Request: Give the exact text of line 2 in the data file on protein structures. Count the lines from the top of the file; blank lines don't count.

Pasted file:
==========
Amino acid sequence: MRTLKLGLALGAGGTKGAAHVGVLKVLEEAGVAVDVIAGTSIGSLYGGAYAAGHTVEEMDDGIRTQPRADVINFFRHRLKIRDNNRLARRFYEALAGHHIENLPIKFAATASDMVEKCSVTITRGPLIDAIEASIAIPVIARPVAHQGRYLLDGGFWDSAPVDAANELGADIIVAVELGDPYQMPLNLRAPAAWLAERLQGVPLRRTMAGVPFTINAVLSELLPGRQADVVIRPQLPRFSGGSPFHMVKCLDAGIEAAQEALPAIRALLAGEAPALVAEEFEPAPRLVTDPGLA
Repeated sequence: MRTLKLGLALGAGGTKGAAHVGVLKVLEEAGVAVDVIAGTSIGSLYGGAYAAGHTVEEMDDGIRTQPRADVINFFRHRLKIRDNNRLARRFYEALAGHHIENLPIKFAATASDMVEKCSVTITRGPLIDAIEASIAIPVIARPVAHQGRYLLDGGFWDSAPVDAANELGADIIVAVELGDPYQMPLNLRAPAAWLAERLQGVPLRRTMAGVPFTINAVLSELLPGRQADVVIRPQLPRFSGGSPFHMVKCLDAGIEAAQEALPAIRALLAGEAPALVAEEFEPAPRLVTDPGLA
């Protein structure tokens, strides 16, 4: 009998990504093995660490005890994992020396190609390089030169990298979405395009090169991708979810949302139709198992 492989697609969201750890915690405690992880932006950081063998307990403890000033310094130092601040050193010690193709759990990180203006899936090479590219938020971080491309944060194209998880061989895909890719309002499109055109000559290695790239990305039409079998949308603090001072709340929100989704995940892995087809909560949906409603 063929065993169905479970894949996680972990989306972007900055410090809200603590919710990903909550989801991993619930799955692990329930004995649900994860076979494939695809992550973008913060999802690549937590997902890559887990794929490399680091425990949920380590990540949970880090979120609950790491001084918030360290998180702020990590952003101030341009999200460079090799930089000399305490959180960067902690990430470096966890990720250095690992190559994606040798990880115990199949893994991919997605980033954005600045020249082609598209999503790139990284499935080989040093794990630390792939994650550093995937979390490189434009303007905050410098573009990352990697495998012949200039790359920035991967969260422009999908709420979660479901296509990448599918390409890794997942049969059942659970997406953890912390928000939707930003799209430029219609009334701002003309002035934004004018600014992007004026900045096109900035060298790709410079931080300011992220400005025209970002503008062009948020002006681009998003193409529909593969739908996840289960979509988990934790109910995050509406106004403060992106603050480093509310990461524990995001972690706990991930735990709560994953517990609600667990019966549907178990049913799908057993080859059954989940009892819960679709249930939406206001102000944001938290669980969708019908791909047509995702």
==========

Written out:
Repeated sequence: MRTLKLGLALGAGGTKGAAHVGVLKVLEEAGVAVDVIAGTSIGSLYGGAYAAGHTVEEMDDGIRTQPRADVINFFRHRLKIRDNNRLARRFYEALAGHHIENLPIKFAATASDMVEKCSVTITRGPLIDAIEASIAIPVIARPVAHQGRYLLDGGFWDSAPVDAANELGADIIVAVELGDPYQMPLNLRAPAAWLAERLQGVPLRRTMAGVPFTINAVLSELLPGRQADVVIRPQLPRFSGGSPFHMVKCLDAGIEAAQEALPAIRALLAGEAPALVAEEFEPAPRLVTDPGLA